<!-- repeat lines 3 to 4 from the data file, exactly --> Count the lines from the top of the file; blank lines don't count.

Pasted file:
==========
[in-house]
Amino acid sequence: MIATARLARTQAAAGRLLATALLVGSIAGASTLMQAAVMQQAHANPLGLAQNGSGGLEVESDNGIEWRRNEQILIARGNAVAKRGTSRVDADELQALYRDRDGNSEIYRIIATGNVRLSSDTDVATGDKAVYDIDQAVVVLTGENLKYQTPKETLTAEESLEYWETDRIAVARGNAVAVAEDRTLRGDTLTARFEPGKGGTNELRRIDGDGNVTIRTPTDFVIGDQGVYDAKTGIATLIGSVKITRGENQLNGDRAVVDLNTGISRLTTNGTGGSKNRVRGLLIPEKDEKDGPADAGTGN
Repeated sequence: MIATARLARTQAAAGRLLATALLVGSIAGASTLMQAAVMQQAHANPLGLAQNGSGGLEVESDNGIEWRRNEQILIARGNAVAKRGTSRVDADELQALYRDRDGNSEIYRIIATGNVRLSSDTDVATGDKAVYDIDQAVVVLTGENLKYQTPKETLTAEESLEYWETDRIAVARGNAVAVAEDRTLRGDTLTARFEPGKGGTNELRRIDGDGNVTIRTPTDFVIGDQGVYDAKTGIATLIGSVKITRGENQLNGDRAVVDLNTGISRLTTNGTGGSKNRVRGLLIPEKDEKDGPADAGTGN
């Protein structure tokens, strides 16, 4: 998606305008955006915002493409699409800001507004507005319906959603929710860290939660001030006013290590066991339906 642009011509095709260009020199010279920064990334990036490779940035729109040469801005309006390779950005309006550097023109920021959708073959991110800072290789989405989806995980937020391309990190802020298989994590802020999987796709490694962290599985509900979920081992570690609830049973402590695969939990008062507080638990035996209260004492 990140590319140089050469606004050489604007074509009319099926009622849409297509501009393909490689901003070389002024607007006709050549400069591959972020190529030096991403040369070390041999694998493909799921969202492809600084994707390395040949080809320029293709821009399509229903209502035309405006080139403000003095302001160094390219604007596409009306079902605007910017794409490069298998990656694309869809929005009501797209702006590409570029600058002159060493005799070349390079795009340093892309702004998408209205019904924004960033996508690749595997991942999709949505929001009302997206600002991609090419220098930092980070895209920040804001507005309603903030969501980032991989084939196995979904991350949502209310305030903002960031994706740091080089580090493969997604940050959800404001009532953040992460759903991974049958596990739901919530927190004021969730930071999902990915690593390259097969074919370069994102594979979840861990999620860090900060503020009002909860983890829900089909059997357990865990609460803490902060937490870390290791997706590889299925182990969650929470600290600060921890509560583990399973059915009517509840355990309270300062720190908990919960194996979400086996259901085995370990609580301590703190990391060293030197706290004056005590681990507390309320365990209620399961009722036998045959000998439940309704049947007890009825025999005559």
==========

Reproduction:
Repeated sequence: MIATARLARTQAAAGRLLATALLVGSIAGASTLMQAAVMQQAHANPLGLAQNGSGGLEVESDNGIEWRRNEQILIARGNAVAKRGTSRVDADELQALYRDRDGNSEIYRIIATGNVRLSSDTDVATGDKAVYDIDQAVVVLTGENLKYQTPKETLTAEESLEYWETDRIAVARGNAVAVAEDRTLRGDTLTARFEPGKGGTNELRRIDGDGNVTIRTPTDFVIGDQGVYDAKTGIATLIGSVKITRGENQLNGDRAVVDLNTGISRLTTNGTGGSKNRVRGLLIPEKDEKDGPADAGTGN
């Protein structure tokens, strides 16, 4: 998606305008955006915002493409699409800001507004507005319906959603929710860290939660001030006013290590066991339906 642009011509095709260009020199010279920064990334990036490779940035729109040469801005309006390779950005309006550097023109920021959708073959991110800072290789989405989806995980937020391309990190802020298989994590802020999987796709490694962290599985509900979920081992570690609830049973402590695969939990008062507080638990035996209260004492 990140590319140089050469606004050489604007074509009319099926009622849409297509501009393909490689901003070389002024607007006709050549400069591959972020190529030096991403040369070390041999694998493909799921969202492809600084994707390395040949080809320029293709821009399509229903209502035309405006080139403000003095302001160094390219604007596409009306079902605007910017794409490069298998990656694309869809929005009501797209702006590409570029600058002159060493005799070349390079795009340093892309702004998408209205019904924004960033996508690749595997991942999709949505929001009302997206600002991609090419220098930092980070895209920040804001507005309603903030969501980032991989084939196995979904991350949502209310305030903002960031994706740091080089580090493969997604940050959800404001009532953040992460759903991974049958596990739901919530927190004021969730930071999902990915690593390259097969074919370069994102594979979840861990999620860090900060503020009002909860983890829900089909059997357990865990609460803490902060937490870390290791997706590889299925182990969650929470600290600060921890509560583990399973059915009517509840355990309270300062720190908990919960194996979400086996259901085995370990609580301590703190990391060293030197706290004056005590681990507390309320365990209620399961009722036998045959000998439940309704049947007890009825025999005559």